What is Somatic Testing?

Somatic Testing

Testing a tumour or cancer is called somatic testing. Somatic testing can be done on a biopsy or the resected cancer. In Australia, a tiny piece of the cancer is stored for 7 to 10 years. That means somatic testing can occur many years after a cancer is diagnosed.


The main types of somatic testing are:

  • Biomarker testing to guide standard cancer treatment (eg HER2 and breast cancer)
  • Testing for loss of protein(s) to screen for hereditary cancer syndromes (eg MMR IHC and Lynch)
  • Gene testing looking for druggable targets
  • Targeted testing of genes associated with an inherited risk of that type of cancer

Biomarker testing is usually Medicare funded. Other common examples include BRAF testing in melanoma, KRAS testing in colon cancer and EGFR testing in lung cancer. Most of the time, these mutations have just occurred in the cancer and would cause very severe problems in children if they were inherited.

Most genes make proteins and the proteins then do something. Using a technique called immunohistochemical (IHC) staining, the tumour can be tested to see if the protein made by the gene is present. If it isn't, it could be due to an inherited (germline) mutation. This testing is Medicare funded for colon and uterine cancers (associated with Lynch syndromes), some types of kidney cancers and rare types of tumours called pheochromocytomas and paragangliomas, to name a few examples. It can be done many years after the cancer occurred. It can even be done if the patient has died (although this would not be Medicare funded, obviously!).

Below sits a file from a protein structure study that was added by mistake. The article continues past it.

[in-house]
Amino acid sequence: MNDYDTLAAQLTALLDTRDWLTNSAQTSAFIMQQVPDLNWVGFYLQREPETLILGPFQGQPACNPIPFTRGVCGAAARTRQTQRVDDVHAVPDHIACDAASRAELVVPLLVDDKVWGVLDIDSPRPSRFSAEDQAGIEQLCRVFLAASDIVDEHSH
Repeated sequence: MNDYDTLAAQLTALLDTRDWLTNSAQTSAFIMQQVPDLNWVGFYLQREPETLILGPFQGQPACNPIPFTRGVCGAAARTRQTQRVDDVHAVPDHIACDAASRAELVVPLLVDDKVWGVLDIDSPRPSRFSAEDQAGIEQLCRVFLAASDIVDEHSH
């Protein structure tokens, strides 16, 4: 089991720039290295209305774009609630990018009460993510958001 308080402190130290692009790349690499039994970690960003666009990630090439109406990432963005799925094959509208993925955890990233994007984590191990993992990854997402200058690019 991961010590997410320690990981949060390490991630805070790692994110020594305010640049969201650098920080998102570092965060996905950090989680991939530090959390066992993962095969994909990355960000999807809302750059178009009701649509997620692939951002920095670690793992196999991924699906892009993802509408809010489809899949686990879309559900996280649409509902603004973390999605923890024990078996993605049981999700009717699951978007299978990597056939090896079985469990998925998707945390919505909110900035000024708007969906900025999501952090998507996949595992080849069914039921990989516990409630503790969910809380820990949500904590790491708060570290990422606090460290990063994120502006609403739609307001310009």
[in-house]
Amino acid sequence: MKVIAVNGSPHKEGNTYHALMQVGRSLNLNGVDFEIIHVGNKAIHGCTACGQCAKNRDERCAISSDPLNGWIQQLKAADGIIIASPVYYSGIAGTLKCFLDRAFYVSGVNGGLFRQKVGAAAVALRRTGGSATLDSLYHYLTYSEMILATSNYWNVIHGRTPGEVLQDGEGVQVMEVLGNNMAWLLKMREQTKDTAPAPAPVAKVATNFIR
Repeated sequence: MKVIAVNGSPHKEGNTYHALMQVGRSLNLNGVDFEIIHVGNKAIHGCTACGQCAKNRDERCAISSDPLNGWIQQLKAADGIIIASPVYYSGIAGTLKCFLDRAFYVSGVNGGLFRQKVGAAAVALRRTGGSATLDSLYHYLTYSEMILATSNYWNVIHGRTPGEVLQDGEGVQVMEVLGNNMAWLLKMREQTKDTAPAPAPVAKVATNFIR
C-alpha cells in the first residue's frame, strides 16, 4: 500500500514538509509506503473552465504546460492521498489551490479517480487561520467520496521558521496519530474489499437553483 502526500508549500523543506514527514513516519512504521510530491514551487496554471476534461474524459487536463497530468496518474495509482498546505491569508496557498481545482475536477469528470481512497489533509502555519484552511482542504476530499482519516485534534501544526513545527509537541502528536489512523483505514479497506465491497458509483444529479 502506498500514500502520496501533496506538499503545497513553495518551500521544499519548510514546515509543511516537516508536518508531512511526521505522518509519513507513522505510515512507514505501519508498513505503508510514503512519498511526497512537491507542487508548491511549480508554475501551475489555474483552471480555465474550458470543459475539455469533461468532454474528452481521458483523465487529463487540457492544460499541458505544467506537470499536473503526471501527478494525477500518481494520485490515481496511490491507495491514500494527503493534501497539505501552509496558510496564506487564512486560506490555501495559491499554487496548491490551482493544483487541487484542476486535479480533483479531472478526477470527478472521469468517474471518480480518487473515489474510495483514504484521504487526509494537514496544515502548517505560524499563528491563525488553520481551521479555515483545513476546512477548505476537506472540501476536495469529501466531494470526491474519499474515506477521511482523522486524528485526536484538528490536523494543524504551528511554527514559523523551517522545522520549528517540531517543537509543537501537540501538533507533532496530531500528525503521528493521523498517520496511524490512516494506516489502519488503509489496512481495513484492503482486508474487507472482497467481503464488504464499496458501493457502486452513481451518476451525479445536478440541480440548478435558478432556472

When cancers metastasise and standard treatments aren't working, the cancer can be screened for "druggable" targets. This type of somatic testing may screen 300 genes and costs $2,500 to $5,000. Patients need to know that even if a target is found, that treatment may not be funded under the current PBS criteria.

Somatic testing of a deceased relative's tumour can be used to identify families that may have a hereditary risk for cancer. Depending on the testing, the cost is $150 to $600.
Sometimes, testing the tumour itself can provide important clues as to whether the cancer was caused by a “faulty gene” that is being passed down through the family. Tumour testing can involve special stains or testing for genetic mutations in the cancer itself.